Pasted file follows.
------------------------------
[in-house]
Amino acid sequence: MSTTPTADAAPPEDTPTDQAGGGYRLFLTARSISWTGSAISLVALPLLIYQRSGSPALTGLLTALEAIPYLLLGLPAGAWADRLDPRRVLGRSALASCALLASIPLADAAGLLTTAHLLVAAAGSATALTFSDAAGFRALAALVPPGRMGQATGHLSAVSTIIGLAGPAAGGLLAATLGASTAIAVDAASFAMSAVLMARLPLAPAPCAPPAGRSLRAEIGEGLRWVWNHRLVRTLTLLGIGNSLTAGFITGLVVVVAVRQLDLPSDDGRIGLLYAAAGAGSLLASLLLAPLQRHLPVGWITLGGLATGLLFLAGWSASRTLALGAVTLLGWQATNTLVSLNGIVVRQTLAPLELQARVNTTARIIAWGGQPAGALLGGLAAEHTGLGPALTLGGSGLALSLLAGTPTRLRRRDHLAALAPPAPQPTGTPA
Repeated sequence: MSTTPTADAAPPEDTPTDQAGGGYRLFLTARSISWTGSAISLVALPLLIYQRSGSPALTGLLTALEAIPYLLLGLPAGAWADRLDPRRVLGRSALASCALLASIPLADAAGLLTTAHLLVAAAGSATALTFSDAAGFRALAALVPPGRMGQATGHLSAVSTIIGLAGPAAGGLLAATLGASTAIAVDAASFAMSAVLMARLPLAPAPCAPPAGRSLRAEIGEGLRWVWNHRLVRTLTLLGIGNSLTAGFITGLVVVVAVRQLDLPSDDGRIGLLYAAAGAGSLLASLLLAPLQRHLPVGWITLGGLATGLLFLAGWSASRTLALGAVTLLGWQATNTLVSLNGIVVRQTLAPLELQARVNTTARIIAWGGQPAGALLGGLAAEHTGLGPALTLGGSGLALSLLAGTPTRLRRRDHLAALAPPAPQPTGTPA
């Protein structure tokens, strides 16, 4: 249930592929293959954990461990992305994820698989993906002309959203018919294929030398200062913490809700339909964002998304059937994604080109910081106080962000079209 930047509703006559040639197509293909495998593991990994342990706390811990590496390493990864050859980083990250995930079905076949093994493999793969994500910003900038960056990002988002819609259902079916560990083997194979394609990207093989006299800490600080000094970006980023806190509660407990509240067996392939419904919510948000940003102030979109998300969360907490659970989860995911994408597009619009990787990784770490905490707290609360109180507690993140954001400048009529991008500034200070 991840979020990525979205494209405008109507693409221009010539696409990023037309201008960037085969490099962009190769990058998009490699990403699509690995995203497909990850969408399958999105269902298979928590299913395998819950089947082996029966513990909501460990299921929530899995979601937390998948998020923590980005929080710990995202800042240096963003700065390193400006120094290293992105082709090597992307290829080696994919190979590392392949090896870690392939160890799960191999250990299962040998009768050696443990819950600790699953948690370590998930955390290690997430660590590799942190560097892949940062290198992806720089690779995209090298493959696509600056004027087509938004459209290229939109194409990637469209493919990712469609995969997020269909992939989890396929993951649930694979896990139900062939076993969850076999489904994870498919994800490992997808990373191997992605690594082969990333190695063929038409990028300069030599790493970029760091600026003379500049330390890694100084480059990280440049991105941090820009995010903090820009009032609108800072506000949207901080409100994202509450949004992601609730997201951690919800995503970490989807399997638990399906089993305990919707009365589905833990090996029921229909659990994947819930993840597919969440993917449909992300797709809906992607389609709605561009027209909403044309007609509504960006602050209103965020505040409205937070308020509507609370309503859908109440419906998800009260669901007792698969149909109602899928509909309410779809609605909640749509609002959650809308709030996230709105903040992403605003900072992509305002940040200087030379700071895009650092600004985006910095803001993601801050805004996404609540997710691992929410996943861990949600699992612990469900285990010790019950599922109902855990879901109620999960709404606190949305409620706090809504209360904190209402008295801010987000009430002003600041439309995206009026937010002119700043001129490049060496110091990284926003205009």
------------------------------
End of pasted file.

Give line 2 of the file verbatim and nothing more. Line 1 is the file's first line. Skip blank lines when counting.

Amino acid sequence: MSTTPTADAAPPEDTPTDQAGGGYRLFLTARSISWTGSAISLVALPLLIYQRSGSPALTGLLTALEAIPYLLLGLPAGAWADRLDPRRVLGRSALASCALLASIPLADAAGLLTTAHLLVAAAGSATALTFSDAAGFRALAALVPPGRMGQATGHLSAVSTIIGLAGPAAGGLLAATLGASTAIAVDAASFAMSAVLMARLPLAPAPCAPPAGRSLRAEIGEGLRWVWNHRLVRTLTLLGIGNSLTAGFITGLVVVVAVRQLDLPSDDGRIGLLYAAAGAGSLLASLLLAPLQRHLPVGWITLGGLATGLLFLAGWSASRTLALGAVTLLGWQATNTLVSLNGIVVRQTLAPLELQARVNTTARIIAWGGQPAGALLGGLAAEHTGLGPALTLGGSGLALSLLAGTPTRLRRRDHLAALAPPAPQPTGTPA